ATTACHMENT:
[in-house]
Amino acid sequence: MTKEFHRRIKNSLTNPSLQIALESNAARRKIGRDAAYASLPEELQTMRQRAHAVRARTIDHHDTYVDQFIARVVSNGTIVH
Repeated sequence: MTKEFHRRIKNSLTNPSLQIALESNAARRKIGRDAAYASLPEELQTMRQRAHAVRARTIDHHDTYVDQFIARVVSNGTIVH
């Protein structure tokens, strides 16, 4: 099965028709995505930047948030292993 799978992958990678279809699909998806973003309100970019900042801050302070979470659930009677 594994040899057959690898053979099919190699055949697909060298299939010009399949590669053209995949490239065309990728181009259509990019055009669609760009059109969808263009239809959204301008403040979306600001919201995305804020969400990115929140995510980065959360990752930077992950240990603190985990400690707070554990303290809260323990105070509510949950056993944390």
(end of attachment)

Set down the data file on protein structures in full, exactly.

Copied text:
[in-house]
Amino acid sequence: MTKEFHRRIKNSLTNPSLQIALESNAARRKIGRDAAYASLPEELQTMRQRAHAVRARTIDHHDTYVDQFIARVVSNGTIVH
Repeated sequence: MTKEFHRRIKNSLTNPSLQIALESNAARRKIGRDAAYASLPEELQTMRQRAHAVRARTIDHHDTYVDQFIARVVSNGTIVH
């Protein structure tokens, strides 16, 4: 099965028709995505930047948030292993 799978992958990678279809699909998806973003309100970019900042801050302070979470659930009677 594994040899057959690898053979099919190699055949697909060298299939010009399949590669053209995949490239065309990728181009259509990019055009669609760009059109969808263009239809959204301008403040979306600001919201995305804020969400990115929140995510980065959360990752930077992950240990603190985990400690707070554990303290809260323990105070509510949950056993944390």